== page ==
them are in a state of grace. The bridge breaks through and we fall
into the stream. I can save but one of them, and in that case it would
be my duty, even if I had to leave my personal friend to perish, to
save the more gifted person, because she is able and qualified to do
more for the glory of God.” My father ended the discussion by rising
and declaring that a man who could cherish, much more propagate, such
abominable sentiments was not fit to preach the Gospel nor even to
live in a Christian society. The discussion and ways of ministers,
their preaching and modes of conducting worship at that period are as
vivid in my recollection to-day as then, and I purpose to turn this to
account in complying with your request.

Religious worship at that time, though modified, still retained much
of the ancient spirit and something of the form. My father and the
ministers of his age formed the connecting link between the old and
the new. Many of the old ministers, who were settled for life, and
wore old ministerial wigs, cocked hats, small clothes, and bands, were
still preaching, and frequently exchanged with my father,--Father
Lancaster of Scarborough, Mr. Tilton and Mr. Eaton of Harpswell. Father
Lancaster would sometimes fall asleep in the pulpit while the choir
were singing the hymn before the sermon, for he was well-stricken with
years. Ministers of a later date wore a queue and powdered their hair.
My father in younger life wore his hair long, and it curled down his
back and was powdered. He also retained the bands for a neck dress.
I can just recollect when he exchanged breeches for loose pants. The
old people, who were opposed to the innovation, called them sailor
trousers, and said they did not become a servant of God, were got
up to conceal spindle shanks, and the deacons of the First Parish
and some others retained them. The sermons and prayers were somewhat
curtailed, even by the old ministers, but were still of sufficient
length. The hour-glass was no longer seen on the pulpit, but was still
used in families, schools, and by the toll-keeper at Vaughan’s bridge.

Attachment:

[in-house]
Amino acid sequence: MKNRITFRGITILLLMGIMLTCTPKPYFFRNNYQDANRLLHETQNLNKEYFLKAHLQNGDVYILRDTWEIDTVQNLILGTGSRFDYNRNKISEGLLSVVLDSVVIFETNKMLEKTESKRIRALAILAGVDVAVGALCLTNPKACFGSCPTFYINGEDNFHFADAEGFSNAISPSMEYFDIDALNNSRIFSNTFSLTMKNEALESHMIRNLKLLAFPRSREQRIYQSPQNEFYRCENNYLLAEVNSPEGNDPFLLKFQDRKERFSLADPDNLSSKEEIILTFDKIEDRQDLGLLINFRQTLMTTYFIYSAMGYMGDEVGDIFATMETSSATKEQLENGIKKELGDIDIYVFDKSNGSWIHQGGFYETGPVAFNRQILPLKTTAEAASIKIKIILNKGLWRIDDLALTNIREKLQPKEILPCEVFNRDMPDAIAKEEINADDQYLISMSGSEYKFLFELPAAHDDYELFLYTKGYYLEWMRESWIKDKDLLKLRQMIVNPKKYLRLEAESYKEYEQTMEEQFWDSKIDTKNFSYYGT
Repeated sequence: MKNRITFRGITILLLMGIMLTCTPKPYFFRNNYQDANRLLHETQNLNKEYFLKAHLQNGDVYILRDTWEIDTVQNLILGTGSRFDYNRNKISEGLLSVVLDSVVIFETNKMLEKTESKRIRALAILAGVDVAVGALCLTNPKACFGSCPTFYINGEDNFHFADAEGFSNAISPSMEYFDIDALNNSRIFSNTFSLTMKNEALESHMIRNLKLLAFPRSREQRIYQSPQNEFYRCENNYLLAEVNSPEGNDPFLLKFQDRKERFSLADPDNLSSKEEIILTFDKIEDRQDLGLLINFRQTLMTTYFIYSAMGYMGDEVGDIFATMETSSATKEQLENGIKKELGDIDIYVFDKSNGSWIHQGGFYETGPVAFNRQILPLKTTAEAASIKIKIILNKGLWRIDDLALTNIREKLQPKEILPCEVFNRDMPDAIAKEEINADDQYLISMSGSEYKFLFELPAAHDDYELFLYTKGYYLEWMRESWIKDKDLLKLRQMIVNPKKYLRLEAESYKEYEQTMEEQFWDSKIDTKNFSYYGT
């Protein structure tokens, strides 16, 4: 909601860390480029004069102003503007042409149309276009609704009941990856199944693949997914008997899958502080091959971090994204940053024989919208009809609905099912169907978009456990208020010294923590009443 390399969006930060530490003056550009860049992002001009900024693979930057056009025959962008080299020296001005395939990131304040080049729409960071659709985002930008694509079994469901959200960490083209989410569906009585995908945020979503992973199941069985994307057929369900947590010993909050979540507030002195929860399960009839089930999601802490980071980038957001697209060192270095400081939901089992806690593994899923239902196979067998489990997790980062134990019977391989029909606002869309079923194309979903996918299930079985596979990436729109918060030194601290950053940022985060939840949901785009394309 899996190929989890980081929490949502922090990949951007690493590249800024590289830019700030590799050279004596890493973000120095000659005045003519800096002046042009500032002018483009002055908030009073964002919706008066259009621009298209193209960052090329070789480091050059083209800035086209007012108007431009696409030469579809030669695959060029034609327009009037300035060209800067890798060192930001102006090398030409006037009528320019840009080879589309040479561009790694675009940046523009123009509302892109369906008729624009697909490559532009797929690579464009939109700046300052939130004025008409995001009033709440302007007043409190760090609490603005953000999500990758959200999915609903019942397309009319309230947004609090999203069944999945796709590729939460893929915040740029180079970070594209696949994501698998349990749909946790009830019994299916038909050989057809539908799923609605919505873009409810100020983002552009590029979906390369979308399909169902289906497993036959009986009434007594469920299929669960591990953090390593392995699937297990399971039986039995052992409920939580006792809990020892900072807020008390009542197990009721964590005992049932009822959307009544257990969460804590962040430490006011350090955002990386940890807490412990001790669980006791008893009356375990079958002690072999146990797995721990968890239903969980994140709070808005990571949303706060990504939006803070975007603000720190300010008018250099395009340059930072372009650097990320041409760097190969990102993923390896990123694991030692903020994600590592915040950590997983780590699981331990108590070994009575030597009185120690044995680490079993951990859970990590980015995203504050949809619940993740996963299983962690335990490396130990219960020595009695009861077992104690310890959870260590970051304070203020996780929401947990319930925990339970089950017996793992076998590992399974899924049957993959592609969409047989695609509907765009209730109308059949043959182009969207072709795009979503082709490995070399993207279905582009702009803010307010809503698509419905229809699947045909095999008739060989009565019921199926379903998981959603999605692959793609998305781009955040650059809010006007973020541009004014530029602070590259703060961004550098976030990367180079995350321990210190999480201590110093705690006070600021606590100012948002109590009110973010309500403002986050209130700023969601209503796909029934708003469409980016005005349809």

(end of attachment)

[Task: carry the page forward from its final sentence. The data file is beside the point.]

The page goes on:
The deacons in the First Parish still sat before the pulpit, but the
practice of deaconing the hymns was given up. Intentions of marriage
were no longer cried in the church with the addition that if any
person could show cause why they should not be carried into effect, to
make it known, or else forever to hold their peace; but publishments
were posted in the porch of the meeting-house for all to read. Much
importance was attached to the singing, and it was always performed by
a full choir, as loud noise was by our forefathers deemed essential in
public worship. At first there was no instrument except the bass viol.
The chorister, conscious of the dignity of his office, would rise with
a solemn air, run up the scale, beating time with his hand, and lift
the tune. My father, who had been drum-major in the Continental army,
and was extremely fond of instrumental music, introduced the cornet and
clarinet, in addition to the bass viol, into the Second Parish choir.
He likewise persuaded Mr. Edward Howe, of Groton, Massachusetts, to
come and set up business in Portland on account of his musical talent,
and assisted him all he could, and Mr. Howe led the choir of the
Second Parish for years, keeping up with the progress of the times.
Difficulties with church choirs were as prevalent then as now. At
one time the first hymn was read, but there was no response from the
choir. My father, who was a good singer, immediately read the hymn,
“Let those refuse to sing who never knew our God,” and led off himself,
and the congregation joined in. When the next hymn was read, the choir
concluded to sing.

There was no fire in the meeting-houses. The women carried foot-stoves
that contained an iron dish filled with hot coals. The sexton was
bound by written contract to keep a good rock-maple wood fire on the
Sabbath in order that the people might have good coals with which
to fill their foot-stoves in the morning and replenish them between
meetings. Children suffered the most from cold feet, and would often
cry with cold. I used to run my legs to the knees into my mother’s muff
and get my feet on her foot-stove and long for services to be done. My
father used to say that when he could hear people all over the house
striking their feet together to quicken the circulation, he felt it was
time to stop preaching, and indeed he seldom preached more than forty
minutes, and often less. But many of the old ministers who exchanged
with him had a method of dividing their sermons that to a boy with
cold feet was extremely tantalizing. They would have six, eight, and
often ten heads of discourse after which came “the improvement,” the
most excruciating of all. After a long time occupied in the application
of what had preceded, the minister would say “lastly.” Then all the
younger portion of the audience would prick up their ears and handle
their mittens in expectation of the close, but after this would come
“finally,” and on the heels of “finally” “to conclude,” and after
“conclude,” “in short.” There were few Sabbath-schools; religious
instruction was in former days given to the children by means of the
Westminster Catechism that was taught to children by their parents; and
at stated times in the year the ministers were accustomed to assemble